The ‘CNN Effect’ Dies in Syria – The Atlantic

In the 1990s, a term emerged for the role that vivid coverage of humanitarian crises by 24-hour news networks played in the U.S. government’s decisions to use military force. In that era, America intervened in conflicts it might have otherwise ignored, from Iraq and Somalia to Bosnia and Kosovo . Academic research has never proven a clear “CNN effect”—certainly nothing as straightforward as the public successfully pressuring policymakers to save lives because of television reports—but its premise remains alluring: that mass media need only convey how terribly others are suffering for people and their governments to do something about it.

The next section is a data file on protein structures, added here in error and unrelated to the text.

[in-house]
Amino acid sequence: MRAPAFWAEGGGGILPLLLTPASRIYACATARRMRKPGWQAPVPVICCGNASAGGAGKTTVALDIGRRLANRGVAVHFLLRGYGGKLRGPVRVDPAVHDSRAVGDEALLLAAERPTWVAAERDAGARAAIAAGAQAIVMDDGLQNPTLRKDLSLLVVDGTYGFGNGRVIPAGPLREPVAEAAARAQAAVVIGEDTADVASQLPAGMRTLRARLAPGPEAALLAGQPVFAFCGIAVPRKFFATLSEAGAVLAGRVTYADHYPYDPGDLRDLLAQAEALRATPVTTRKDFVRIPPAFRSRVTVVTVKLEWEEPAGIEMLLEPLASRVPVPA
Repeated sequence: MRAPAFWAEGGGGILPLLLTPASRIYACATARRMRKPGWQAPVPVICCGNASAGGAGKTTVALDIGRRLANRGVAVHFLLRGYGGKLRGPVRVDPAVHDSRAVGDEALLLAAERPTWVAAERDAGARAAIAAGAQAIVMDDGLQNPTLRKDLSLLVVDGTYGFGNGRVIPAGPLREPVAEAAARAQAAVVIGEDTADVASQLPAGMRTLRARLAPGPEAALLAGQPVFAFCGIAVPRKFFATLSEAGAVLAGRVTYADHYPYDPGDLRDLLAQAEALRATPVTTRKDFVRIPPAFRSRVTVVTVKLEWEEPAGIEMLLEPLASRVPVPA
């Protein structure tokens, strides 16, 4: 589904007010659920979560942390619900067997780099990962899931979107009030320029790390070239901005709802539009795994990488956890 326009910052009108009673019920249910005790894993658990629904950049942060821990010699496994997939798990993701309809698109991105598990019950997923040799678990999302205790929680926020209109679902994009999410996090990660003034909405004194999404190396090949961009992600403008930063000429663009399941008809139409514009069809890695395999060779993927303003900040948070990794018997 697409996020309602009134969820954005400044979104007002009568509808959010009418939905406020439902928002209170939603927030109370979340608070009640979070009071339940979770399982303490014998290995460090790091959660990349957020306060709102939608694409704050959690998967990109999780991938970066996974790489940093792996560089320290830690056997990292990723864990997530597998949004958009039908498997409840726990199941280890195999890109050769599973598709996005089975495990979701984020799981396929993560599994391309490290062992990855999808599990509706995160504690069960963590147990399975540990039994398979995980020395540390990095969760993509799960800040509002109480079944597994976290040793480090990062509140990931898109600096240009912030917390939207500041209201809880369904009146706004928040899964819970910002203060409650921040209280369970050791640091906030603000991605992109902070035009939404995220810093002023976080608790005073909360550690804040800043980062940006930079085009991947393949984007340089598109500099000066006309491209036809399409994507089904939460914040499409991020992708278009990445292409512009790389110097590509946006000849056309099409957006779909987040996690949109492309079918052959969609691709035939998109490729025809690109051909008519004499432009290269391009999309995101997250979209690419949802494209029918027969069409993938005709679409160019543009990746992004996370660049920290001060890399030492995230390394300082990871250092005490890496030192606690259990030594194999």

In recent days, the Syrian government’s relentless bombardment of the besieged rebel enclave of Eastern Ghouta has demonstrated just how muted the CNN effect is in Syria. We read that hundreds of people have perished in what the UN secretary-general describes as “hell on earth.” We see images of bloodied children, covered in rubble or shrouds, pop up in our Twitter feeds. We watch a doctor fall to the floor in tears because she knows she can’t save the life of a boy whisked to her overwhelmed hospital. “I was just making bread for him when the roof fell in,” the boy’s mother wails. “At least in heaven there’s food.”

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